Rocamadour is a medieval village in the Dordogne valley, in south-western France. It is the fifth most visited site in France after the Versailles Castle, the Eiffel Tower, the city of Carcassonne and Mont Saint-Michel. Houses and chapels clinging to a cliff at the foot of which a river flows, a castle dominating the other constructions, all nestled in lush vegetation: these are the main features of the place!
Historical Monuments and Sites of Rocamadour
Rocamadour is an atypical village where walking is particularly enjoyable, because of winding streets graded by fortified gates, passing through houses and religious buildings overlaying on the cliff side. It is a very popular pilgrimage place where people come to venerate the Black Madonna at the Cathedral of Notre-Dame and the tomb of St. Amadour at the church of the same name. The latter and the Saint-Sauveur Basilica are recorded in the UNESCO World Heritage and are part of the Pilgrimage Route of Santiago de Compostela.
These monuments are located on the esplanade of the sanctuaries, on top of 216 stairs. In all, there are 7 churches and chapels of Romanesque and Gothic architecture, built between the 11th and 13th century. The Bishops of Tulle’s palace overlooks this set of constructions and offers a splendid view of the village from a gazebo. The ramparts surrounding the castle can be visited in order to admire an extraordinary panorama.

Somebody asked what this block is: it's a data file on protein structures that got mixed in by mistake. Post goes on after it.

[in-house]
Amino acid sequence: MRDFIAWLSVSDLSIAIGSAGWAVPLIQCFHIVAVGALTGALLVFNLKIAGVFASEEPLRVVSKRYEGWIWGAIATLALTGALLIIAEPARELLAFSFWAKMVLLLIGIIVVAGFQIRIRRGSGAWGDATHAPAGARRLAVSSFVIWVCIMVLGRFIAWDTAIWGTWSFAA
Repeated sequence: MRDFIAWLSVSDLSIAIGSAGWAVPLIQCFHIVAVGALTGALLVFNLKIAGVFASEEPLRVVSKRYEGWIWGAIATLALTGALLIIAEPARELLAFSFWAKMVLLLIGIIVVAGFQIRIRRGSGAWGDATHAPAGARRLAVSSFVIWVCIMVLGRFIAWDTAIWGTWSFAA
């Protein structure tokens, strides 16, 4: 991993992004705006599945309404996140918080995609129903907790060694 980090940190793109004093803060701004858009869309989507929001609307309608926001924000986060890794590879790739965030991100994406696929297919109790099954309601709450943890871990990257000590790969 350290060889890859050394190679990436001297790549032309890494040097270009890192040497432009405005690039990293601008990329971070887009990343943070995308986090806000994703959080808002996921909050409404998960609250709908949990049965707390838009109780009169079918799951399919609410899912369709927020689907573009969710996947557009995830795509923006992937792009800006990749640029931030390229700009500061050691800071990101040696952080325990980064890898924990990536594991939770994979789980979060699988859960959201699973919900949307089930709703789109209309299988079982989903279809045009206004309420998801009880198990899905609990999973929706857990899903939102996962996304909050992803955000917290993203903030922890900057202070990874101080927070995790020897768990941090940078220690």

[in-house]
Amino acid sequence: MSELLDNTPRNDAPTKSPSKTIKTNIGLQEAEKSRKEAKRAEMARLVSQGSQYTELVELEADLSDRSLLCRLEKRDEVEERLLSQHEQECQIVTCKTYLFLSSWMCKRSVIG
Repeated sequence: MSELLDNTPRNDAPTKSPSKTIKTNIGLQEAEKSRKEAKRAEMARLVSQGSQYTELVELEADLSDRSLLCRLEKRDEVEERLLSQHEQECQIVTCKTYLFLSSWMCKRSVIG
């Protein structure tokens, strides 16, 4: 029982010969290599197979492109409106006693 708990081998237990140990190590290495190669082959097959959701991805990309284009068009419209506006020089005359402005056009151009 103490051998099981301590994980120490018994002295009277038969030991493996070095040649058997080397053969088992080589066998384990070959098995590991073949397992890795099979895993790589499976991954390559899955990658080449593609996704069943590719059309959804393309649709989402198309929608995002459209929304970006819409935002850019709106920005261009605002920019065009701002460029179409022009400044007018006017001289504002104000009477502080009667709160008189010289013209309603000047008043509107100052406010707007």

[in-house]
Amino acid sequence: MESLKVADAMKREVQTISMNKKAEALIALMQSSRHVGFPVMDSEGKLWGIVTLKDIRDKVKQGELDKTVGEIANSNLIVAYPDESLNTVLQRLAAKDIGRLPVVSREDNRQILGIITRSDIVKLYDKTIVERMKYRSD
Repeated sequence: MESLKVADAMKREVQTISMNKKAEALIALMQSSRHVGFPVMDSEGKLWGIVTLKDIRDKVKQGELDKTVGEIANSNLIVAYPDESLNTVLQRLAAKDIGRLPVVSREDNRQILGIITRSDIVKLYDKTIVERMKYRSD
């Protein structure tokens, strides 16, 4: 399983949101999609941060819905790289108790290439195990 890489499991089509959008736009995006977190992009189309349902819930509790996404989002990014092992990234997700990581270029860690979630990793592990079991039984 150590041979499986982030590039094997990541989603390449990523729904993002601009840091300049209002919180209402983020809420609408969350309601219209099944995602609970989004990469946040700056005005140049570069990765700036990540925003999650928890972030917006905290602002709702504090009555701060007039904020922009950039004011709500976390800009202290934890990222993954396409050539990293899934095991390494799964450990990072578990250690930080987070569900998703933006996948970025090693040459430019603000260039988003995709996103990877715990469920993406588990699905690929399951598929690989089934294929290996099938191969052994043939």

Natural sites and other attractions
Near the castle ramparts, the Rocher des Aigles (Eagles Rock) is unavoidable. It is a raptor breeding and reproduction center where visitors will be amazed by assisting to the flight of eagles, vultures, condors, hawks, owls and parrots.
The village is located in the heart of the Quercy Causses Regional Nature Park, made up of green valleys, rocky plateaus, gorges, small oaks wood and dolmens, and the river Alzou. Visitors can discover this unique environment by following trails through small bridges and old mills, namely the hiking paths of the GR6.
As this town is situated in the extreme north of the Midi-Pyrenées region, the surrounding landscape consists of mountains, concealing natural wonders, including the Cave of Wonders, which hides prehistoric drawings, the cave of Linars, a former shelter of the Bronze Age and the Maid’s leap abyss, an underground cavity at the limit of Rocamadour, inside of which flows the Rignac stream.